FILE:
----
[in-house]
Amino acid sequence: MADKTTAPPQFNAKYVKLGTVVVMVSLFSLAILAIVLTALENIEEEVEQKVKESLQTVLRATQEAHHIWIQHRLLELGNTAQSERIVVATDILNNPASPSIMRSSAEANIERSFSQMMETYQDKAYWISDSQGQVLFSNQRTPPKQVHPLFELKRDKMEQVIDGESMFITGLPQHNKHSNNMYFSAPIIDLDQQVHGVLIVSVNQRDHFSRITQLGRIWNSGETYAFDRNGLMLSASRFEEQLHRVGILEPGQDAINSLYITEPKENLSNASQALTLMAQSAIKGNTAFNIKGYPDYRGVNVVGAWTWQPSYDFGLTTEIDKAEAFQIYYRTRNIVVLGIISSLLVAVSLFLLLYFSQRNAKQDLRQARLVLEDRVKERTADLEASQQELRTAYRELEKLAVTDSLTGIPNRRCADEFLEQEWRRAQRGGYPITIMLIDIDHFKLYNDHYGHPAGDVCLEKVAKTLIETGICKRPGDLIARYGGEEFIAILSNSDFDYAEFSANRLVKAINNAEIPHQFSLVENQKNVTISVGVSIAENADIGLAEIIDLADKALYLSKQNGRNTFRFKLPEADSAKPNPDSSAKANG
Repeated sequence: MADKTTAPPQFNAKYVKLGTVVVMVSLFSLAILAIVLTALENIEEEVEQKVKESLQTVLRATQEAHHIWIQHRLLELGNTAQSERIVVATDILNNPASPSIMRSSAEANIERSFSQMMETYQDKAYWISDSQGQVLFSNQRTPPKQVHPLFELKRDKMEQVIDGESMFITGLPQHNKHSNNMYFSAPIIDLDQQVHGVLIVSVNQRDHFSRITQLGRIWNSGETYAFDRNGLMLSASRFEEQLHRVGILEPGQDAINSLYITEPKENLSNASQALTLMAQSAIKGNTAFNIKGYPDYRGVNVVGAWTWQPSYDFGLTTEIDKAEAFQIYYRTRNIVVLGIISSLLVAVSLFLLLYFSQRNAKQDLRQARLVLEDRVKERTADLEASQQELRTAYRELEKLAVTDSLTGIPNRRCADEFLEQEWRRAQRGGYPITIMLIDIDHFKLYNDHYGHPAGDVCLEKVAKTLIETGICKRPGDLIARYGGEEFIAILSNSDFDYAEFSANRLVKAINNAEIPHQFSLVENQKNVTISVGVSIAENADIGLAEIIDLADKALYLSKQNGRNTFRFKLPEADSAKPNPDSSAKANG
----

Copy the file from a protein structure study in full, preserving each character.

[in-house]
Amino acid sequence: MADKTTAPPQFNAKYVKLGTVVVMVSLFSLAILAIVLTALENIEEEVEQKVKESLQTVLRATQEAHHIWIQHRLLELGNTAQSERIVVATDILNNPASPSIMRSSAEANIERSFSQMMETYQDKAYWISDSQGQVLFSNQRTPPKQVHPLFELKRDKMEQVIDGESMFITGLPQHNKHSNNMYFSAPIIDLDQQVHGVLIVSVNQRDHFSRITQLGRIWNSGETYAFDRNGLMLSASRFEEQLHRVGILEPGQDAINSLYITEPKENLSNASQALTLMAQSAIKGNTAFNIKGYPDYRGVNVVGAWTWQPSYDFGLTTEIDKAEAFQIYYRTRNIVVLGIISSLLVAVSLFLLLYFSQRNAKQDLRQARLVLEDRVKERTADLEASQQELRTAYRELEKLAVTDSLTGIPNRRCADEFLEQEWRRAQRGGYPITIMLIDIDHFKLYNDHYGHPAGDVCLEKVAKTLIETGICKRPGDLIARYGGEEFIAILSNSDFDYAEFSANRLVKAINNAEIPHQFSLVENQKNVTISVGVSIAENADIGLAEIIDLADKALYLSKQNGRNTFRFKLPEADSAKPNPDSSAKANG
Repeated sequence: MADKTTAPPQFNAKYVKLGTVVVMVSLFSLAILAIVLTALENIEEEVEQKVKESLQTVLRATQEAHHIWIQHRLLELGNTAQSERIVVATDILNNPASPSIMRSSAEANIERSFSQMMETYQDKAYWISDSQGQVLFSNQRTPPKQVHPLFELKRDKMEQVIDGESMFITGLPQHNKHSNNMYFSAPIIDLDQQVHGVLIVSVNQRDHFSRITQLGRIWNSGETYAFDRNGLMLSASRFEEQLHRVGILEPGQDAINSLYITEPKENLSNASQALTLMAQSAIKGNTAFNIKGYPDYRGVNVVGAWTWQPSYDFGLTTEIDKAEAFQIYYRTRNIVVLGIISSLLVAVSLFLLLYFSQRNAKQDLRQARLVLEDRVKERTADLEASQQELRTAYRELEKLAVTDSLTGIPNRRCADEFLEQEWRRAQRGGYPITIMLIDIDHFKLYNDHYGHPAGDVCLEKVAKTLIETGICKRPGDLIARYGGEEFIAILSNSDFDYAEFSANRLVKAINNAEIPHQFSLVENQKNVTISVGVSIAENADIGLAEIIDLADKALYLSKQNGRNTFRFKLPEADSAKPNPDSSAKANG